Case in point: The indictment says Cioffi told a Bear Stearns broker on March 7, 2007, that the funds were an "awesome opportunity"; privately, Cioffi worried about whether they would survive. To another investor a week later, Tannin said that he was going to add more of his own money to the fund.

"If you guys are in a position to do the same, I think this is a good opportunity," he wrote. He allegedly never added more of his own money to the fund.

Two days later, Tannin told an investor that he and Cioffi each had "about 40 percent of our non-real estate net worth in the fund. I am adding more this month." The 40 percent figure wasn't accurate, and Tannin didn't add more of his own money to the fund, prosecutors say.

What is more, the indictment claims that just days later, Cioffi transferred $2 million of the $6 million he had in the enhanced fund into a less risky vehicle. Cioffi never disclosed to outside investors that he'd done that. Prosecutors say the switch was further proof that Cioffi was putting his interests ahead of clients.

Bear Stearns and Cioffi's lawyers said that he moved the money to support another fund in which he was not previously invested and that he managed. In late April, the indictment says one investor tried to pull $57 million from the fund. Cioffi, trying to convince the investor not to do so, said that he himself had $8 million invested. In fact, he had half that much. Investors naturally like to hear that hedge fund managers have their own money invested in the fund, because it is seen as making them have more of a stake.

A little more than a month later, the funds — highly exposed to bonds that were backed by risky subprime mortgages — imploded. Investors lost $1.6 billion. FBI officials, who have been investigating the mortgage crisis for more than a year, said this wasn't just a case of fund managers making a bad call.

"This is not about mismanagement of a hedge fund investment strategy," said FBI Assistant Director Mark J. Mershon at one of several FBI press conferences Thursday. "It is about premeditated lies to investors and lenders."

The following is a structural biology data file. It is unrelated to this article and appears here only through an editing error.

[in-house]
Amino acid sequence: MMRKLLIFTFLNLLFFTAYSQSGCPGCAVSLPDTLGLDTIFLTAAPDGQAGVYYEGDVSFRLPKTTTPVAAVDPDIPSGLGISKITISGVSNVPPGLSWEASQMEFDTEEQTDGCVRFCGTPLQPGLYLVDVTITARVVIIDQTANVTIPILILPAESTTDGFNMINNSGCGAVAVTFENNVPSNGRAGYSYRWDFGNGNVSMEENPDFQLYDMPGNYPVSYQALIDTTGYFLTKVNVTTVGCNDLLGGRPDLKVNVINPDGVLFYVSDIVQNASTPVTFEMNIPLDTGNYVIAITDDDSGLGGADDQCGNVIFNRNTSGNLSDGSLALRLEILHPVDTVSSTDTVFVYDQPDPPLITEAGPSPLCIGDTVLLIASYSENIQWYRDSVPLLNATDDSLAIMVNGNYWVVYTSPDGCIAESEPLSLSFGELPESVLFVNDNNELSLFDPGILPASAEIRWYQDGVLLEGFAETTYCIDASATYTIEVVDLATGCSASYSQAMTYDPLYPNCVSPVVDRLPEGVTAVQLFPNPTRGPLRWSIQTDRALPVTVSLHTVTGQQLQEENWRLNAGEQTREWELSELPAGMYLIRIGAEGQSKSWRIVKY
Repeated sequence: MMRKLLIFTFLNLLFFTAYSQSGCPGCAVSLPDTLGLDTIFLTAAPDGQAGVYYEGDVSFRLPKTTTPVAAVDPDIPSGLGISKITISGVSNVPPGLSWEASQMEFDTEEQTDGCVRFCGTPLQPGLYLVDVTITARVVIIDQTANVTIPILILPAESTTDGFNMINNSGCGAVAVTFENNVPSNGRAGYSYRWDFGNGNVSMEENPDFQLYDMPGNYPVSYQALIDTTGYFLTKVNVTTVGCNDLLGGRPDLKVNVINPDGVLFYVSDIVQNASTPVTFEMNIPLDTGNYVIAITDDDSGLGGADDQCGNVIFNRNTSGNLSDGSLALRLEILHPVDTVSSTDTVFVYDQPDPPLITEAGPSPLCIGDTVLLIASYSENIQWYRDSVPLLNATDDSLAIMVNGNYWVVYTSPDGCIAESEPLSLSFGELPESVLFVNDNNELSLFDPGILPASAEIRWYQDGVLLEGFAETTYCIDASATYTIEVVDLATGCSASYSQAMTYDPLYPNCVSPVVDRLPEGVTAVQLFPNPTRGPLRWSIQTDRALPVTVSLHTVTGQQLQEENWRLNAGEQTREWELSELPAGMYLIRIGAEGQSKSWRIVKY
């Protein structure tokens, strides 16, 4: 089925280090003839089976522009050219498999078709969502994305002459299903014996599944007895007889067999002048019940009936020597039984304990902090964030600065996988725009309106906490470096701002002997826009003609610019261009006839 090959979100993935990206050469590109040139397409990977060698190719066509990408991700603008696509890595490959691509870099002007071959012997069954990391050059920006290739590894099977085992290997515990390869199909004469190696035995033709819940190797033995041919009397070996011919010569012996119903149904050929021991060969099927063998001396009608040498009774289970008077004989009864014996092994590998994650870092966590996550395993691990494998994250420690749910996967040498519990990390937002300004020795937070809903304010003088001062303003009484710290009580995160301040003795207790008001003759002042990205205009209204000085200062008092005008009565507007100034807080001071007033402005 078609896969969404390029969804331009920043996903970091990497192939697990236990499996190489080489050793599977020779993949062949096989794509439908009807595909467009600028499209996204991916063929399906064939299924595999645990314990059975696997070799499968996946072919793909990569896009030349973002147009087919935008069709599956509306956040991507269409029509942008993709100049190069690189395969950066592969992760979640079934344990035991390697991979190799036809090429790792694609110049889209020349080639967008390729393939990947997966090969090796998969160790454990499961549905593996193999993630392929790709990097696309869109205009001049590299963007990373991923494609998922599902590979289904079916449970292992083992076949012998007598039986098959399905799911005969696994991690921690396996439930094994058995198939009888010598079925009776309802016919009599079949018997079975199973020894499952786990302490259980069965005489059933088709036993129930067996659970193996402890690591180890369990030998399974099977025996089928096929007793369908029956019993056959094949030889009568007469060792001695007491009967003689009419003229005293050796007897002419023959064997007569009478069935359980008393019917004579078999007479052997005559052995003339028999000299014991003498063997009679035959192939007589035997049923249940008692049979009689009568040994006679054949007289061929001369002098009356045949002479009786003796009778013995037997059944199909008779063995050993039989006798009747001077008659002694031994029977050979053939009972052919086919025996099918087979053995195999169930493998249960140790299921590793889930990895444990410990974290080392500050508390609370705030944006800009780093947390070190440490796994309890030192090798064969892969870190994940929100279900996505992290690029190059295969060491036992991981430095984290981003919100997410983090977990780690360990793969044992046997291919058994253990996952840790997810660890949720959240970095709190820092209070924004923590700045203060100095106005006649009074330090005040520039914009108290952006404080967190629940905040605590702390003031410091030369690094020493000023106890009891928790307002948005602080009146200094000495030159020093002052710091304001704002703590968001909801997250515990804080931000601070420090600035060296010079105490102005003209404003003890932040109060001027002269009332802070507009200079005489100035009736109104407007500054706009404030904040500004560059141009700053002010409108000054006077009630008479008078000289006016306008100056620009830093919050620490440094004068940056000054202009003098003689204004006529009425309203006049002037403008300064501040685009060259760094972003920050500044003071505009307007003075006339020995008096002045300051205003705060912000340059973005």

A Challenge for Prosecutors

The case is far from a slam dunk. Prosecutors have tried to use e-mails against Wall Street officials and high-ranking executives in the past, and it has been hard for them to prove intent.

Take the case of Frank Quattrone, the investment banker who helped bring many tech companies public during the dot-com era. Prosecutors used Quattrone's e-mail to back up their charges that he obstructed a probe into how IPO stocks were distributed. A jury found Quattrone guilty, but an appeals court overturned the conviction.

E-mail evidence was also involved in the case against Citigroup telecom analyst Jack Grubman, also accused of misleading investors. E-mails and memos suggested Grubman upgraded his rating of AT&T in exchange for help with getting his kids into an exclusive Manhattan nursery school. But Citigroup settled with the Securities and Exchange Commission in April 2003, so the e-mail evidence was never tested at trial.

In a statement, Cioffi's lawyer, Edward J. Little, said the meltdown in the mortgage market affected all of Wall Street, not just his client. "Ralph Cioffi's funds lost money in exactly the same way," Little said. "Because his funds were the first to lose, [that] might make him an easy target, but doesn't mean he did anything wrong."

Tannin's lawyer, Susan Brune, echoed the sentiment, saying her client was being made a scapegoat for a much broader market crisis.

Cioffi is out on $4 million bail, secured by houses he owns both in New Jersey and Florida. Tannin's bail was $1.5 million. He put up his Upper West Side Manhattan apartment as collateral.